The Yngling fleet also hosted an upset on the last day when Sally Barkow/Carrie Howe/Debbie Capozzi (Nashotah, Wisc.) edged out leader Betsy Alison/Lee Icyda/Suzy Leech (Newport, R.I.) for a surprise victory. With a crew fresh from the college sailing circuit, Barkow's team had not been considered obvious contenders, especially after a premature start early in the series added 25 points to its score. However, after the drop race was figured into the scoring, the team moved into podium contention. Alison's team finished fifth overall. "We didn't put a lot of pressure on ourselves, but we sailed consistently,"
said Barkow. "This sky-rockets our confidence but we have a long road ahead of us for the Olympics."
Finishing second was the team of Katerina Giakoumidou/Helena Dimitrakopoulou/Efi Mantzaaki who hail from Glyfada, Greece, staging area for the 2004 Olympic Regatta where the Yngling will make its debut as an Olympic class.
49er class leaders Tim Wadlow (Branford, Conn.) and Peter Spaulding (Coral Gables, Fla.) played the light, shifty conditions on day two to edge past their closest competitors Andy Mack (White Salmon, Wash.) and Adam Lowry (San Francisco, Calif.). The duo then made steady gains over the rest of the 11-race series to win. "There are four or five teams from the U.S. that are really tight here,"
said Wadlow. "Last year, the same teams were here and we finished fifth, so this year we feel good that we're on top."
Mack/Lowry finished second overall.
Europe sailor Lenka Smidova (CZE) secured her position on the top of the podium, beating out defending champion Meg Gaillard (Jamestown, R.I.), who finished second overall.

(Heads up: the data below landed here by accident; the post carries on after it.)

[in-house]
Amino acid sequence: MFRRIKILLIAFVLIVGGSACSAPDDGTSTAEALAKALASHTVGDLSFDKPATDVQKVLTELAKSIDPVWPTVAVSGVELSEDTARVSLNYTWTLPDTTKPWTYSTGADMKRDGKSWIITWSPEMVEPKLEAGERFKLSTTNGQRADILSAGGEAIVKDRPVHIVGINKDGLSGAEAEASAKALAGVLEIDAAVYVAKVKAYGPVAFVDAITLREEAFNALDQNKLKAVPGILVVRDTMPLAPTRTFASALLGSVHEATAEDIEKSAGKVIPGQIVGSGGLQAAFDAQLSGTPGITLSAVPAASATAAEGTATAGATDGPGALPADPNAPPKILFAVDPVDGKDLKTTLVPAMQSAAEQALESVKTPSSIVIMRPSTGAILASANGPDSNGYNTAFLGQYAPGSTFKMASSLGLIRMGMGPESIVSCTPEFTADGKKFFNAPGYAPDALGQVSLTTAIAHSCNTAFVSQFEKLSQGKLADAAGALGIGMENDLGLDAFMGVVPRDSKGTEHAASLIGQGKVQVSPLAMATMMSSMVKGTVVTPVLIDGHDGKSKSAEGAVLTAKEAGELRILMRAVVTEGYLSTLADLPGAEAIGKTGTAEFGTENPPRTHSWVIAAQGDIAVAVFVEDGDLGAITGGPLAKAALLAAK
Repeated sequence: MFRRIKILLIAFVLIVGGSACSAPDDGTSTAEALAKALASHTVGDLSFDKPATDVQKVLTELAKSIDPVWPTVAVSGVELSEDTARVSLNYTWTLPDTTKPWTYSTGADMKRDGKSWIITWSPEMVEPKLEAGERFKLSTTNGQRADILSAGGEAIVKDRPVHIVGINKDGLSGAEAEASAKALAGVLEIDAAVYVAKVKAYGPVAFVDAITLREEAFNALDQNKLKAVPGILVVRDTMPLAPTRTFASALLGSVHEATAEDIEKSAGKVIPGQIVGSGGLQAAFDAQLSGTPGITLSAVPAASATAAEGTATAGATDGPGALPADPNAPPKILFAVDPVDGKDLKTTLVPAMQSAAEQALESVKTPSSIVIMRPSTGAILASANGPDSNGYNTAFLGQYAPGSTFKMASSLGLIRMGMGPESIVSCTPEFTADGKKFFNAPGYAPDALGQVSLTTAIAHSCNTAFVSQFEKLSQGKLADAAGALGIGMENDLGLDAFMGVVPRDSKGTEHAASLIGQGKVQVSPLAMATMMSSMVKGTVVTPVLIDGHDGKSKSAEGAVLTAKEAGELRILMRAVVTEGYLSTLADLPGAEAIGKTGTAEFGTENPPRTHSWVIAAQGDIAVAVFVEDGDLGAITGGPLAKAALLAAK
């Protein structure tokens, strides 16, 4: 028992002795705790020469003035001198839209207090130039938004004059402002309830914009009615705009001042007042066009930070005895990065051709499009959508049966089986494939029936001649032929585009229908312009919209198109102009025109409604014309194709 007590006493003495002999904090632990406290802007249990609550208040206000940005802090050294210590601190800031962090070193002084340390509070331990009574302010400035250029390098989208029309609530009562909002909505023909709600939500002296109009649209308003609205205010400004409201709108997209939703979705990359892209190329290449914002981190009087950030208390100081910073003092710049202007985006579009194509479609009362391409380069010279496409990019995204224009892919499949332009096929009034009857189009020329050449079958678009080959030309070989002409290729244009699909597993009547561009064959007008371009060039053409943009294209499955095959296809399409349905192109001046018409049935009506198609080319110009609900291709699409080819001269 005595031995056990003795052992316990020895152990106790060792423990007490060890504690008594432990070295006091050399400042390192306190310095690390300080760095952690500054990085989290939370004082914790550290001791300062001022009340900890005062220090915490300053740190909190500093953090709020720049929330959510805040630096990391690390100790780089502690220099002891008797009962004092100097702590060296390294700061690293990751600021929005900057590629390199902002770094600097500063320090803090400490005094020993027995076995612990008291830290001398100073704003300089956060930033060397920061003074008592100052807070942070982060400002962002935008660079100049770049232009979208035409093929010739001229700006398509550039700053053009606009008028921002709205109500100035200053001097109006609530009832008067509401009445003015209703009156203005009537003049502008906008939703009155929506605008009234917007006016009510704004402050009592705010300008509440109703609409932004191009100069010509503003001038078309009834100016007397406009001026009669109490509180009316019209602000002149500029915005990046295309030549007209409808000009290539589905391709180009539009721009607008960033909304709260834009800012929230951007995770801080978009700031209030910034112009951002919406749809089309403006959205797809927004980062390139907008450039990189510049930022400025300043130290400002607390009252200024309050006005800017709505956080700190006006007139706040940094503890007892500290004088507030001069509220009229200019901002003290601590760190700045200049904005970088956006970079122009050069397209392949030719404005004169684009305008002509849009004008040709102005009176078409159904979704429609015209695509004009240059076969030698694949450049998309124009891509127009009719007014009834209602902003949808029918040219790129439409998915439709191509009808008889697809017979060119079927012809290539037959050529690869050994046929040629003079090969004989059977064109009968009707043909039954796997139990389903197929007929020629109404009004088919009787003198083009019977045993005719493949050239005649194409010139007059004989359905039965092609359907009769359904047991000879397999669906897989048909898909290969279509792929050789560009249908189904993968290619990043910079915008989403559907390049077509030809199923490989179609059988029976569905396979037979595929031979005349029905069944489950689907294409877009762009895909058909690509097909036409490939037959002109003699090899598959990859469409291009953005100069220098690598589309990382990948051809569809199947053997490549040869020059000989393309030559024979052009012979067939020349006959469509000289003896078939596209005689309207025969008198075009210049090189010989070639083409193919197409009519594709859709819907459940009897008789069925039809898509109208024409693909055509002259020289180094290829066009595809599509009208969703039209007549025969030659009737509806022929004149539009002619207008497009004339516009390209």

In the Paralympic Sonar class, the team of John Ross-Duggan/JP Creignou/Mikey Ross (Newport Beach, Calif.) won half of the ten races, including three on the first day, to win overall. "I had a strong first day, obviously,"
said Ross-Duggan, who won the bronze medal at the Sonar demonstration event at the 1996 Paralympics, "but I had to keep watch on other strong teams. On any given day, things could have changed."
In the Paralympic 2.4 Metre class, Germany's 2000 Paralympic gold medallist Heiko Kroeger also posted three victories on day one and never slipped out of the lead.
In both Mistral events (men and women), one sailor dominated to win. For the men, it was 1996 Mistral Men's Gold Medallist Nikos Kaklamanakis (GRE), with six victories in nine races, and for women it was Anja Kaeser (SUI) with a 17-point lead over second-place finisher Dominique Vallee (Trois-Riveieres, CAN).
It was not until day three that Finn sailor Jonas Hoegh-Christensen (DEN) was able to snatch the lead from Chris Cook (CAN). Hoegh-Christensen then sailed solidly on day four to win the 10-race series.
Day three was also pivotal in the 28-boat Tornado fleet. Austria's 2000 Tornado Olympic Gold Medallists, Roman Hagara and Hans-Peter Steinacher overtook Santiago Lange/Carlos Espinola (ARG) in the overall results. Hagara and Steinacher maintained their position on day four to win the nine-race series
For U.S. sailors in the Europe, Finn, 49er, Laser, Star, Tornado, Yngling, 2.4 Metre and Sonar classes, this event was a "must-sail" to count toward the 2003 US Sailing Team (USST) and US Disabled Sailing Team (USDST) rankings. For U.S. 470 sailors, it was the final ranking event for 2003. (The members of the 2003 USST in the Mistral class were determined at the conclusion of their Olympic Pre-Trials last October.)
"The Rolex Miami OCR has not seen a turnout like this since the two years leading up to the '96 Savannah Olympic Regatta, when foreign sailors targeted the event for testing themselves on U.S. waters."
said US SAILING's Olympic Director Jonathan Harley (Middletown, R.I.). "Everyone needing to know where they stood on the world stage leading up to the 2004 Olympic Games in Athens made it a priority to be at the Rolex Miami OCR."